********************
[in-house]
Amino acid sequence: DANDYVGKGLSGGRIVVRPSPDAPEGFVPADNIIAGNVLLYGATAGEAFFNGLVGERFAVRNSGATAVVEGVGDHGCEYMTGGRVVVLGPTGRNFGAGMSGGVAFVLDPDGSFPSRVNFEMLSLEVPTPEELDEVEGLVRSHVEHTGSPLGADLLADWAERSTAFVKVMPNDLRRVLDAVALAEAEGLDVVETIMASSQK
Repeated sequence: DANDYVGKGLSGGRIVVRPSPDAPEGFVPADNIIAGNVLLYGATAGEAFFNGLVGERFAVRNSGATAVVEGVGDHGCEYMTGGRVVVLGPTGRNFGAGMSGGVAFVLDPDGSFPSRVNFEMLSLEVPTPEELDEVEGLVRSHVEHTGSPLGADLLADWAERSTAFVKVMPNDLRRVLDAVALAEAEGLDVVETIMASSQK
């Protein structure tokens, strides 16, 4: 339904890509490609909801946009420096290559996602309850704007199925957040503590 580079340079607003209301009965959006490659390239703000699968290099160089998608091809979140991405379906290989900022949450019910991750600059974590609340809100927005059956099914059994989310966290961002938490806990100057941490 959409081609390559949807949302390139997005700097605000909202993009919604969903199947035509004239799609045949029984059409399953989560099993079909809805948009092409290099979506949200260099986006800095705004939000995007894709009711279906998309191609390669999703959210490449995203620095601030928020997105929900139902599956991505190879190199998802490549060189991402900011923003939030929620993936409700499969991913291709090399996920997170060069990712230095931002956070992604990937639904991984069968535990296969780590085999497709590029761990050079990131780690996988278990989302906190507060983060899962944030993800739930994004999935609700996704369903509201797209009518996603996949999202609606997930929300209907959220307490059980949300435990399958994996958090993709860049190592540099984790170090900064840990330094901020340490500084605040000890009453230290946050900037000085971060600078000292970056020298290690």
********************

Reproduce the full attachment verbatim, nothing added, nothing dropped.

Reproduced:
[in-house]
Amino acid sequence: DANDYVGKGLSGGRIVVRPSPDAPEGFVPADNIIAGNVLLYGATAGEAFFNGLVGERFAVRNSGATAVVEGVGDHGCEYMTGGRVVVLGPTGRNFGAGMSGGVAFVLDPDGSFPSRVNFEMLSLEVPTPEELDEVEGLVRSHVEHTGSPLGADLLADWAERSTAFVKVMPNDLRRVLDAVALAEAEGLDVVETIMASSQK
Repeated sequence: DANDYVGKGLSGGRIVVRPSPDAPEGFVPADNIIAGNVLLYGATAGEAFFNGLVGERFAVRNSGATAVVEGVGDHGCEYMTGGRVVVLGPTGRNFGAGMSGGVAFVLDPDGSFPSRVNFEMLSLEVPTPEELDEVEGLVRSHVEHTGSPLGADLLADWAERSTAFVKVMPNDLRRVLDAVALAEAEGLDVVETIMASSQK
């Protein structure tokens, strides 16, 4: 339904890509490609909801946009420096290559996602309850704007199925957040503590 580079340079607003209301009965959006490659390239703000699968290099160089998608091809979140991405379906290989900022949450019910991750600059974590609340809100927005059956099914059994989310966290961002938490806990100057941490 959409081609390559949807949302390139997005700097605000909202993009919604969903199947035509004239799609045949029984059409399953989560099993079909809805948009092409290099979506949200260099986006800095705004939000995007894709009711279906998309191609390669999703959210490449995203620095601030928020997105929900139902599956991505190879190199998802490549060189991402900011923003939030929620993936409700499969991913291709090399996920997170060069990712230095931002956070992604990937639904991984069968535990296969780590085999497709590029761990050079990131780690996988278990989302906190507060983060899962944030993800739930994004999935609700996704369903509201797209009518996603996949999202609606997930929300209907959220307490059980949300435990399958994996958090993709860049190592540099984790170090900064840990330094901020340490500084605040000890009453230290946050900037000085971060600078000292970056020298290690």